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Water cooling loop order, GPU or CPU first?

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June 18, 2013 11:38:14 AM

I have looked at the WC sticky 2.0, but it never mentioned if I should cool the CPU or GPU first. I plan on building a new PC and thought about trying out WC.

My build:
-Maximus VI Formula [For the cross-chill heatsink as it supports WC]
-I7-4770K
-16 GB Vengeance Pro ram 1866 Mhz
-Asus GTX 780 OC, GTX Titan or ROG Poseidon [For the Air/WC hybrid cooling option]
-EKWB 480mm Coolstream XT or XTX [not sure which is better]
-Corsair SP120 Quiet edition fans
-EK-Supremacy - Acetal + Nickel
-Solid tubing
-Corsair 800D/900D

My questions:
-What should the order be? currently, its
res---->pump---->rad---->CPU---->cross-chill VRM heatsink---->GPU
-Which rad is better? between the two, as my country only has EKWB
-What type of GPU water block is best? full cover or GPU only?
-What res and pump do I need for a single GPU and CPU loop?
-To do a loop with solid tubes, what thickness must they be? As most guides use standard tubing.
-On EKWB CPU blocks, whats the difference between the acetal, nickel and copper blocks?
-Should I add the chipset or ram to the loop?
-Are there decent alternatives to distilled water? Most of it in my city is actually de-ionised even the batch from the school's labs.

I may have more questions as I come to understand more about WC, and before you refer me back to the WC sticky, I HAVE READ IT BUT THERE ARE STILL QUESTIONS WHICH I PREFER A DIRECT ANSWER FOR. Caps just to emphasize my point.

To those who respond, thanks for any assistance rendered. Thanks for the help.
a b K Overclocking
a b à CPUs
June 18, 2013 1:05:59 PM

It really does not matter. that water go's though so fast that nothing really changes.

In my option first item should be what you want to stay the coolest to me that would be the gpu. gpu blocks also tend to be less restrictive then cpu blocks. but this may vary depending on the water block's used.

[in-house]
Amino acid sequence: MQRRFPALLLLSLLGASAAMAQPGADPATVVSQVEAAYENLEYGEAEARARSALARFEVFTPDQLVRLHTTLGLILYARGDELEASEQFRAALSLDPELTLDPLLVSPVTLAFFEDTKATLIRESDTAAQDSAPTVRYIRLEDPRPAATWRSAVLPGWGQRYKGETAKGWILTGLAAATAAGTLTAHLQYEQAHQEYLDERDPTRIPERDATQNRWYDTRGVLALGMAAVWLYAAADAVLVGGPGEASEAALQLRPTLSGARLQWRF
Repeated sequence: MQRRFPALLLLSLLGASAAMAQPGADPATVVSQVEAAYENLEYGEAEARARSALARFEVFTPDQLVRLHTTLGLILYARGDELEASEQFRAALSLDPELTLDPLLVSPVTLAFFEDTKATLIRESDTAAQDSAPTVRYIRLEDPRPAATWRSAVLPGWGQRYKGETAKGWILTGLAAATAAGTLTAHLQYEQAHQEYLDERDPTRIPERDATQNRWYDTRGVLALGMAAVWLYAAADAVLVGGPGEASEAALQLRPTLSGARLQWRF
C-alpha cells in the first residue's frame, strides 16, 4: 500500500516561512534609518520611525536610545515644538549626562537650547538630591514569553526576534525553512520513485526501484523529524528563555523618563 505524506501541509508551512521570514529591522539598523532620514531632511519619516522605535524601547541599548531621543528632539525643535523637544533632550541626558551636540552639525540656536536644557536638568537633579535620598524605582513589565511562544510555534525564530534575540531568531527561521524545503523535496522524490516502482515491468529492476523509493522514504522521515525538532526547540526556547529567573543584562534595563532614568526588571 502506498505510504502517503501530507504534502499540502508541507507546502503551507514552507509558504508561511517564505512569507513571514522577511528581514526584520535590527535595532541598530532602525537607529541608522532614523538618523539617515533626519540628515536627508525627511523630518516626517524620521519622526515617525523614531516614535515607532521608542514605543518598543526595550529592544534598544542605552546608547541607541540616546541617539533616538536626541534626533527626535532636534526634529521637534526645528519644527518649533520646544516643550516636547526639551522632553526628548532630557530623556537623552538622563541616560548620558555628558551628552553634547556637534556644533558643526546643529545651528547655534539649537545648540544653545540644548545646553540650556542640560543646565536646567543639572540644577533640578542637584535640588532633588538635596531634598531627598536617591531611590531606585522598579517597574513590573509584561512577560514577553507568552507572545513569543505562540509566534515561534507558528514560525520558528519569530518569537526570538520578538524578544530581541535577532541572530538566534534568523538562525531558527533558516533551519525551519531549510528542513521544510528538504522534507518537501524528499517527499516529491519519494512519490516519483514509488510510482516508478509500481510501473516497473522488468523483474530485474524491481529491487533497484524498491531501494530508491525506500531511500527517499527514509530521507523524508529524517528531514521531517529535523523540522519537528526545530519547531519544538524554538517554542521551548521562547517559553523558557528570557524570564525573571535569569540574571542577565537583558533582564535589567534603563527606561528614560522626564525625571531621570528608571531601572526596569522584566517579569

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a b K Overclocking
a b à CPUs
June 18, 2013 1:16:42 PM

-What type of GPU water block is best? full cover or GPU only?
Full cover!
-What res and pump do I need for a single GPU and CPU loop?
Don’t matter but more water = longer for it to heat up.
-To do a loop with solid tubes, what thickness must they be?
As most guides use standard tubing. Soild tubes are like Bits Power Crystal Link there like crazy expensive.
-On EKWB CPU blocks, whats the difference between the acetal, nickel and copper blocks?
Acetel is that black material most water blocks use for the top. The sticky covers whats types of metal to use. Copper.
-Should I add the chipset or ram to the loop?
Only if you want to be fancy or want to super overclock.
-Are there decent alternatives to distilled water? Most of it in my city is actually de-ionised even the batch from the school's labs.
de-ionised can causes metal fatigue and brake down but only on some types of metals, I would and only use distilled water if at all possible.
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June 18, 2013 1:42:29 PM

I read that certain brands of mineral water can be used in replacement for distilled water? And why copper? nickel appears to be the most expensive, so is there a reason for that?

Finally, for the solid tubing, I cant just use acrylic tubes? If so I have plenty lying around. For the pump and res, there is no fixed pressure or volume needed to maintain the loop?
Thanks btw

Edit: Just read that the difference is that its a nickel plated copper coldplate on the block, to prevent oxidation it seems. It mentioned that it would have problems with nuke and killcoils?
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June 18, 2013 2:01:53 PM

Oh and by any chance could you suggest a EKWB res and pump for me if its not to much trouble? I'm having difficulty finding reviews to determine their differences.
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a c 103 K Overclocking